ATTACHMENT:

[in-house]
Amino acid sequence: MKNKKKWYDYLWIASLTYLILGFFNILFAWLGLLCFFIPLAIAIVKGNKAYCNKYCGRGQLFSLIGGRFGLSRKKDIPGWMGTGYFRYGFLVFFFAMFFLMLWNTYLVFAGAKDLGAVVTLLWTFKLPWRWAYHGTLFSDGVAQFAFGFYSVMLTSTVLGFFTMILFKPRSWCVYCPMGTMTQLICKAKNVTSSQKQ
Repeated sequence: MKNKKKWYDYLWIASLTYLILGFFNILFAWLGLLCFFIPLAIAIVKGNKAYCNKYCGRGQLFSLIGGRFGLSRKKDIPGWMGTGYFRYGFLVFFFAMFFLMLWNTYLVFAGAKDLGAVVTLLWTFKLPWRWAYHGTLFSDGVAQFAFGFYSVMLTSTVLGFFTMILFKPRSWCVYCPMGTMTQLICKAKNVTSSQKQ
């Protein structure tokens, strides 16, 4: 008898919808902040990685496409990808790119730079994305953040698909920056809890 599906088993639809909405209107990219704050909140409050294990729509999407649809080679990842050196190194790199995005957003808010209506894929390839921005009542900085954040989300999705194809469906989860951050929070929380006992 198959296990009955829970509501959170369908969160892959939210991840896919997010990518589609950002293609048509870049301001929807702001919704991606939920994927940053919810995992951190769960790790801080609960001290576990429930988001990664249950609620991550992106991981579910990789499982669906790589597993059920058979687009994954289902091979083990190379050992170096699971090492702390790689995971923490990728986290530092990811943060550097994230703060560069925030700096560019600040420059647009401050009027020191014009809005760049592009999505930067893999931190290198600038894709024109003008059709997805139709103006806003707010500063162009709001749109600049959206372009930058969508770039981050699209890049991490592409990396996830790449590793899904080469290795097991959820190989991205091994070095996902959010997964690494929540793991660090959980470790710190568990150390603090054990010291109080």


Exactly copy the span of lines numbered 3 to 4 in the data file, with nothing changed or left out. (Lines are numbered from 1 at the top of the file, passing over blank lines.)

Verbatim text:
Repeated sequence: MKNKKKWYDYLWIASLTYLILGFFNILFAWLGLLCFFIPLAIAIVKGNKAYCNKYCGRGQLFSLIGGRFGLSRKKDIPGWMGTGYFRYGFLVFFFAMFFLMLWNTYLVFAGAKDLGAVVTLLWTFKLPWRWAYHGTLFSDGVAQFAFGFYSVMLTSTVLGFFTMILFKPRSWCVYCPMGTMTQLICKAKNVTSSQKQ
């Protein structure tokens, strides 16, 4: 008898919808902040990685496409990808790119730079994305953040698909920056809890 599906088993639809909405209107990219704050909140409050294990729509999407649809080679990842050196190194790199995005957003808010209506894929390839921005009542900085954040989300999705194809469906989860951050929070929380006992 198959296990009955829970509501959170369908969160892959939210991840896919997010990518589609950002293609048509870049301001929807702001919704991606939920994927940053919810995992951190769960790790801080609960001290576990429930988001990664249950609620991550992106991981579910990789499982669906790589597993059920058979687009994954289902091979083990190379050992170096699971090492702390790689995971923490990728986290530092990811943060550097994230703060560069925030700096560019600040420059647009401050009027020191014009809005760049592009999505930067893999931190290198600038894709024109003008059709997805139709103006806003707010500063162009709001749109600049959206372009930058969508770039981050699209890049991490592409990396996830790449590793899904080469290795097991959820190989991205091994070095996902959010997964690494929540793991660090959980470790710190568990150390603090054990010291109080």